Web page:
After crossing the Mexico-Texas border — after a bewildering 30-hour drive past strip malls and junk-food oases in the back seat of a red pickup truck that stinks of spent cigarettes and spilled fuel — a family arrives in Delaware. It is night. They turn onto a long gravel driveway and roll to a stop before a cinder-block building with rusted metal staircases. More than 2,000 miles from home, they emerge from a hurtling, inhospitable cocoon into a new, American life.
Arturo Rivera is the former owner of a construction company in Patzcuaro, Mexico. His wife, Alma, is the love of his life, the doting mother of his only child. Until the devastating event that caused them to emigrate, they had no reason to leave their joy-filled paradise. They have come because Maribel, their beautiful 15-year-old daughter, suffered a brain injury when she fell from a ladder, and she has never been quite the same. They are sure that American experts can cure her. Sacrificing all former comforts, Arturo takes a menial job, picking mushrooms in the gloom of a darkened warehouse. Alma pits herself against a seemingly insurmountable language barrier to win their precious child whatever attention she can. Gradually, painstakingly, they make their way in a foreign land, placing Maribel in a school for children with special needs.
So begins The Book of Unknown Americans, a quiet, unassuming novel that unravels slowly, quickens without warning, spins into high drama and leaves you in thrall to its vivid characters and its author’s sure hand. Chicago writer Cristina Henriquez, whose father immigrated to the United States from Panama in the 1970s, has produced two earlier works — Come Together, Fall Apart, a collection of short stories, and The World in Half, a novel about a young woman’s search for her Hispanic roots. But this novel about the Riveras and their hastily cobbled American world is sure to bring Henriquez many more readers. Reminiscent of the chorus of voices that made Oscar Lewis’ The Children of Sanchez so memorable and Arundhati Roy’s The God of Small Things so profoundly humane, her tale about coming to America is a striking original.
The Riveras are not alone. The rank, hideous building to which they come harbors other immigrants with an array of American dreams. There are a busybody Venezuelan with two all-American sons and a fugitive unnerved by the horrors of Guatemala’s civil war. There are Puerto Ricans, Nicaraguans, Colombians, Paraguayans. And then there are the Toros, who fled Panama City when the U.S. invasion left their neighborhood in rubble and its streets too dangerous to navigate. “Our hearts kept breaking each time we walked out the door,” says Celia Toro. The family “tried to give it time. They assumed conditions would improve. But the country was so ravaged that their hearts never stopped breaking. Eventually they sold almost everything they owned and used the money to buy plane tickets to somewhere else, somewhere better, which to them had always meant the United States.” Celia’s husband takes a job as a line cook in a Delaware diner. One of their sons, Enrique, lands a soccer scholarship to the University of Maryland. The younger one — far less honed for American success — finds himself falling in love with the beautiful, damaged Maribel.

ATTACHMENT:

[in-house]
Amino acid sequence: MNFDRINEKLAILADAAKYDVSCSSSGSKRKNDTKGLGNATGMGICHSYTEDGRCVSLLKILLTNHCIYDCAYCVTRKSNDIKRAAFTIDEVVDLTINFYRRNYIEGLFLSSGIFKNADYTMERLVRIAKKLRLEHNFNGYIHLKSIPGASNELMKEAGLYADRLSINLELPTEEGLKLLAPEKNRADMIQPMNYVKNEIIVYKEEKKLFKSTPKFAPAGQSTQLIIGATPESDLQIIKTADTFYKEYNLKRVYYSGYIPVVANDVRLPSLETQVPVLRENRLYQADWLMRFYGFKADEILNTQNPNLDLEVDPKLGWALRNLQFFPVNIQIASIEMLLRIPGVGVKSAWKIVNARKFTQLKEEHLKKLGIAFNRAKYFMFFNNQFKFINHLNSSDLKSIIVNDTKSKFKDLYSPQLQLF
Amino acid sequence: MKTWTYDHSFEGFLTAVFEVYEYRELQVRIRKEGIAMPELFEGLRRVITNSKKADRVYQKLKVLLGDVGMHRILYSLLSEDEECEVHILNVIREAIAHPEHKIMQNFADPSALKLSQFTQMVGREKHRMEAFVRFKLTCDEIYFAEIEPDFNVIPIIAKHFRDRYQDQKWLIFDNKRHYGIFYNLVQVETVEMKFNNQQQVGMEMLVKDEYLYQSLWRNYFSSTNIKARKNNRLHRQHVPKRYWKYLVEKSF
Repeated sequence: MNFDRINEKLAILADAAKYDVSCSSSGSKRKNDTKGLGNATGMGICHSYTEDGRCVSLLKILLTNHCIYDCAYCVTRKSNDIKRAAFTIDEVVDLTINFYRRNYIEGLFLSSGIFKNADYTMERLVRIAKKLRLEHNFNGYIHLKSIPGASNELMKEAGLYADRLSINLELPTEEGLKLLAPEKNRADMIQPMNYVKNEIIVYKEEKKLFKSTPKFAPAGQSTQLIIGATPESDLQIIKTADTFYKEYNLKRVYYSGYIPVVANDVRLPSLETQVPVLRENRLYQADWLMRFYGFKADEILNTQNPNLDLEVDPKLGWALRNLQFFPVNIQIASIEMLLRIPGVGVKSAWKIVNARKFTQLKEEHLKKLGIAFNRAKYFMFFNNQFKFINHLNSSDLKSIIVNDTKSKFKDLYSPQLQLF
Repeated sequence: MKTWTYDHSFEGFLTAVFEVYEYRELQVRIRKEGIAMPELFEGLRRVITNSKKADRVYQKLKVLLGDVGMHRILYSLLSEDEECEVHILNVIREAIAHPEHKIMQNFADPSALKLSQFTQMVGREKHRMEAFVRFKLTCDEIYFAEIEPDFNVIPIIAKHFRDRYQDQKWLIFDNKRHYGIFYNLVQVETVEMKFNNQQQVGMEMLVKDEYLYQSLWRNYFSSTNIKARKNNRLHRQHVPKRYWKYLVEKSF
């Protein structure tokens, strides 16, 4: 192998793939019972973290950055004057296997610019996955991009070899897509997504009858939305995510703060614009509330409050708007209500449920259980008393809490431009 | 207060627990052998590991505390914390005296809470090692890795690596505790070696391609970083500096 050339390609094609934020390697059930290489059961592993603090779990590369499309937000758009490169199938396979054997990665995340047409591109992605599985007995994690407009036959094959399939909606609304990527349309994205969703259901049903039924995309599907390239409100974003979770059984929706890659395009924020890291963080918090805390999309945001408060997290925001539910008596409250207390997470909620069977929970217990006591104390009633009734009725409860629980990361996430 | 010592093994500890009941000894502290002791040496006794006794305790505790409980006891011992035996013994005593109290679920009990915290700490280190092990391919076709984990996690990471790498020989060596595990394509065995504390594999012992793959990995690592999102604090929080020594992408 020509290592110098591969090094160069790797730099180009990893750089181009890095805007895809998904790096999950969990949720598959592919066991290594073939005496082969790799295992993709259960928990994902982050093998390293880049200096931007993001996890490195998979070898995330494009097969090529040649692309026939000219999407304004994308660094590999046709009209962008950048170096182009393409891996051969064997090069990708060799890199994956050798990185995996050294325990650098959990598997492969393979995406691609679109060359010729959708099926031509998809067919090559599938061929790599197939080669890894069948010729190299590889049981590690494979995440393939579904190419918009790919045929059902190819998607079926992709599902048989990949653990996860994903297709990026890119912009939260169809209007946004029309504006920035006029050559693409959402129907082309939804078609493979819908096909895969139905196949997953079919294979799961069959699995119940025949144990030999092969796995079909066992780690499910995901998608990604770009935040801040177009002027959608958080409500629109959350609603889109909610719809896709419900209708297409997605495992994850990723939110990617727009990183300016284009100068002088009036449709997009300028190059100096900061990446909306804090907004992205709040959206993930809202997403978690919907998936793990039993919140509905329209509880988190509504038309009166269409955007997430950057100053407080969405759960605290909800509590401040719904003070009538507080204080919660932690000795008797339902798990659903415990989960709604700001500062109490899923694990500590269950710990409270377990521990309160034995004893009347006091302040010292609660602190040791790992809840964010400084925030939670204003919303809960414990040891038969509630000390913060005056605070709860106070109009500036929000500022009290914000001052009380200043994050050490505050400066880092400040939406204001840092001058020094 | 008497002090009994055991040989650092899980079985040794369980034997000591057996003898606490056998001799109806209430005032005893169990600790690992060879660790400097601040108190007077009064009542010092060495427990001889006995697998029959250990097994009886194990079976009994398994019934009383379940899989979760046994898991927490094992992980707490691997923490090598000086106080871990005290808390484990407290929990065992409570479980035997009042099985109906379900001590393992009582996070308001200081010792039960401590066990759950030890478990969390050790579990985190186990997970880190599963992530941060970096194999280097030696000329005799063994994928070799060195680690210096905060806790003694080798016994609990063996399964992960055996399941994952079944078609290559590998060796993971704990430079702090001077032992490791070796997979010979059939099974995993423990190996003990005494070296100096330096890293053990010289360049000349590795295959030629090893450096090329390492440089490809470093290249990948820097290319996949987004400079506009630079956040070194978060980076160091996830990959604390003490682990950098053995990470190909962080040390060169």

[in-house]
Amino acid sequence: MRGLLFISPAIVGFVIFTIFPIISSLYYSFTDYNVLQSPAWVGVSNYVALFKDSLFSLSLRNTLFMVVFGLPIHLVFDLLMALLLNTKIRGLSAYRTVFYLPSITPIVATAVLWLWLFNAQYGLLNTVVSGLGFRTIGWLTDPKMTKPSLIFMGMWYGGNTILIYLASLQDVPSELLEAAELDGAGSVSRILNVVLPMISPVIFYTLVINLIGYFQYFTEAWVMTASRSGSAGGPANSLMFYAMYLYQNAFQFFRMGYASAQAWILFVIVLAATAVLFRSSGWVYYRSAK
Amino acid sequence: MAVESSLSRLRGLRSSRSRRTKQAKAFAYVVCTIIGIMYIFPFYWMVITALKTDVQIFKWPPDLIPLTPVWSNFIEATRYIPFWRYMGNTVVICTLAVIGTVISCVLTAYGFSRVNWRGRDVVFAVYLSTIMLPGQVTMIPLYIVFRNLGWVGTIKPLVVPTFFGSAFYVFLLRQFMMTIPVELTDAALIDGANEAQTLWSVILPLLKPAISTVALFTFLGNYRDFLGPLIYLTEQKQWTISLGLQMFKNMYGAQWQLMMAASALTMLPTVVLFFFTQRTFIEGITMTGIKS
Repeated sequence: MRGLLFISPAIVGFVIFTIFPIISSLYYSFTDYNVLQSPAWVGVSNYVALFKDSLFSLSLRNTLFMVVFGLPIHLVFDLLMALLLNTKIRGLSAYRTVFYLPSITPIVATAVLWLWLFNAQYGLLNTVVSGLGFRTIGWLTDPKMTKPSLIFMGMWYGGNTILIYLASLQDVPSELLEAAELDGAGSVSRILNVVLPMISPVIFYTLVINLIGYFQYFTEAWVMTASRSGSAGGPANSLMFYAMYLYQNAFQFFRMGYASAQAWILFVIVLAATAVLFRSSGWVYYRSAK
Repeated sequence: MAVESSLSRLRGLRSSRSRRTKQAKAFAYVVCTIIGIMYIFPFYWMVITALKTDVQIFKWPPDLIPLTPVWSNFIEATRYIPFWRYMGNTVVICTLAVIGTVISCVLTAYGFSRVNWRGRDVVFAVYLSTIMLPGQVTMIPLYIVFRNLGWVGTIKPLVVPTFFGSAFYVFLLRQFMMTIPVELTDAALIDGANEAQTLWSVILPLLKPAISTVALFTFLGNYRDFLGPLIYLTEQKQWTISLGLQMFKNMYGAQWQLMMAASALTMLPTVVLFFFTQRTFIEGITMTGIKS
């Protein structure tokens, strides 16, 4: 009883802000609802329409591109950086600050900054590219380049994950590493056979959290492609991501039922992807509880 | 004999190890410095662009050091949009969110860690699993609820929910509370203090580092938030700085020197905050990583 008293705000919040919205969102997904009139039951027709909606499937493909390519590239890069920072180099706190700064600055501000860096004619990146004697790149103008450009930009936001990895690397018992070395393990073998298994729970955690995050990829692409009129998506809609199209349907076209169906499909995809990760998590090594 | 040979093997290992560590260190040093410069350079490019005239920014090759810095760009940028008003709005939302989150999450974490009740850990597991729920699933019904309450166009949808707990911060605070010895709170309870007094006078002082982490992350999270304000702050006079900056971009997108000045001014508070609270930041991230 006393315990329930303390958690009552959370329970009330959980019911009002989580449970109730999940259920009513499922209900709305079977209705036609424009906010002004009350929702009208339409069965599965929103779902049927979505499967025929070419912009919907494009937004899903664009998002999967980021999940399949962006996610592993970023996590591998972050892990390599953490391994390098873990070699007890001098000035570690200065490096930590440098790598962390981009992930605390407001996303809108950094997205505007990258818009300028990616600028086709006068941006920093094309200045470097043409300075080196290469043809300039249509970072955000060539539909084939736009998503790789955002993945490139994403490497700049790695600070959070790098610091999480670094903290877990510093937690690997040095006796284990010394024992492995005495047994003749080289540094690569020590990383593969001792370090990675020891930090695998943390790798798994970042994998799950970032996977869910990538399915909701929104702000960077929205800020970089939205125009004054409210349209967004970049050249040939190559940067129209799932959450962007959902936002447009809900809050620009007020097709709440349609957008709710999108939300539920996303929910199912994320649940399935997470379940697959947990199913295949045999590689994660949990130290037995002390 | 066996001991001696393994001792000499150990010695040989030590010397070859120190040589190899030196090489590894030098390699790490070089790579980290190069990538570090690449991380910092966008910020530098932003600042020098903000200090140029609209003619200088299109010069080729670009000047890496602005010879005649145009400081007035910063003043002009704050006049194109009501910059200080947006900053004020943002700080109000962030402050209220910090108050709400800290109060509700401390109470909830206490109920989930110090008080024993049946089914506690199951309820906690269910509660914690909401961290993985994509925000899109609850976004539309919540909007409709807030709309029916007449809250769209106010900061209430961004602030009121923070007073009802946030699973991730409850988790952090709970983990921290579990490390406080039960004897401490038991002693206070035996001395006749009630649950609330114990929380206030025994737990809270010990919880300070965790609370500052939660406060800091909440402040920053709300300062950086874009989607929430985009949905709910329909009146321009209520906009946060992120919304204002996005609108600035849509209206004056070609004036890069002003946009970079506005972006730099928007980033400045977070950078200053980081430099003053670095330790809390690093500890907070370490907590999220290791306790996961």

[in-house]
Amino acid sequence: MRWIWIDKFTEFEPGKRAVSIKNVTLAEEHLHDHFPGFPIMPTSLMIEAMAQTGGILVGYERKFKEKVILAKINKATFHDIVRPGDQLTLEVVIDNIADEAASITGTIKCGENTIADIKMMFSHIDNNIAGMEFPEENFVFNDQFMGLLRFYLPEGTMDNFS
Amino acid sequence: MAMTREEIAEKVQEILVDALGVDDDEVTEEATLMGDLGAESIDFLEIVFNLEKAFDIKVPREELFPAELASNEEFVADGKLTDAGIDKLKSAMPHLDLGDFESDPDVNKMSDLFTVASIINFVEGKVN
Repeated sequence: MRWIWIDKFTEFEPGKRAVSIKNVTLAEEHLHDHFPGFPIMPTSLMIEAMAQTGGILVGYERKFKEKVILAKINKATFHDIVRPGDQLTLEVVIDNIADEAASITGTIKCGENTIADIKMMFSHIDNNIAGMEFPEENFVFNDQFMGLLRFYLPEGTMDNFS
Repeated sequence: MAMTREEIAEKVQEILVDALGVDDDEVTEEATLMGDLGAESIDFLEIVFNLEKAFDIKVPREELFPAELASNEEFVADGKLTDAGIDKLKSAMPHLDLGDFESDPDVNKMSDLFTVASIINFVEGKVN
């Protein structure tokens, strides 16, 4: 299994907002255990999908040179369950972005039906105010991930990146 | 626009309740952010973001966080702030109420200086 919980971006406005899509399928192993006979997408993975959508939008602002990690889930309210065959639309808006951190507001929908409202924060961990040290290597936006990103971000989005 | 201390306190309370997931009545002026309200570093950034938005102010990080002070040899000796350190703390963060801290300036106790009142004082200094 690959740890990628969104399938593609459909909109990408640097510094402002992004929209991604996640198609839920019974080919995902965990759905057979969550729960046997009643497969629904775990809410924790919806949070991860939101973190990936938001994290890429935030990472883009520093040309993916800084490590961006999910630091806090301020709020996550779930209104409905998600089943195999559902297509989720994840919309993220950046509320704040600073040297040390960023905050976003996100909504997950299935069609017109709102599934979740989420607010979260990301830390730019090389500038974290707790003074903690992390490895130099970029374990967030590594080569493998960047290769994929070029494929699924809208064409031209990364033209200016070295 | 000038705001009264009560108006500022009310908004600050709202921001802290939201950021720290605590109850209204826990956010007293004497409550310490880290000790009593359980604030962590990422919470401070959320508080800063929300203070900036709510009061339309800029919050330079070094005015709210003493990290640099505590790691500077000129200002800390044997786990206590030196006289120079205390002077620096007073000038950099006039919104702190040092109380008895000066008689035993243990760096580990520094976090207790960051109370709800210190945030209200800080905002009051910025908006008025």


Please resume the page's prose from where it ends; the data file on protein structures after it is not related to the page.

Never miss a local story.
It’s no easy trick to pull a good story from the sea of immigrant narratives. Endless sagas of acclimatization that glut the Hispanic American experience. Indeed, in recent years, Latino authors have turned their attentions elsewhere, focusing on stories that play out on other shores: Daniel Alarcon’s At Night We Walk in Circles, for instance, which takes place entirely in an unnamed Latin American country. Or Esmeralda Santiago’s Conquistadora, which moves between Spain and Puerto Rico. Or even Isabel Allende’s Maya’s Notebook, in which a troubled heroine is redeemed not by living in America, but by going home to Chile. Unlike these, Henriquez’s novel adamantly returns us to the classic immigrant chronicle, the striver’s tale — a detailed account of a random, huddled mass in a two-story building, yearning to be free.
And so these freshly minted Americans live out their days in that cinder-block hive, sharing little more than language, each from a different country, each with a separate history, all struggling to stake a claim on unfamiliar terrain. “I want to be given the benefit of the doubt!” says a feisty young Mexican. “When I walk down the street … I want them to see a guy who works hard, or a guy who loves his family. … I wish just one of those people, just one, would actually talk to me, talk to my friends, man. … But none of them even want to try. We’re the unknown Americans, the ones no one even wants to know, because they’ve been told they’re supposed to be scared of us and because maybe if they did take the time to get to know us, they might realize that we’re not that bad, maybe even that we’re a lot like them. And who would they hate then?”
Eventually, the fragile, cognitively disordered Maribel returns Mayor’s love, but not before a complicated drama of fear is set in motion and every voice in this full-throated chorale is allowed to be heard. The Book of Unknown Americans is a deeply stirring story about a budding romance between two unlikely lovers, but it is also a ringing paean to love in general: to the love between man and wife, parent and child, outsider and newcomer, pilgrims and promised land. With a simple, unadorned prose that, in the end, rises to the level of poetry, Henriquez achieves the seemingly impossible: Without a trace of sentimentality, without an iota of self-indulgence or dogma, she tells us about coming to America.
In case we’ve forgotten: It all started this way.
Marie Arana reviewed this book for The Washington Post.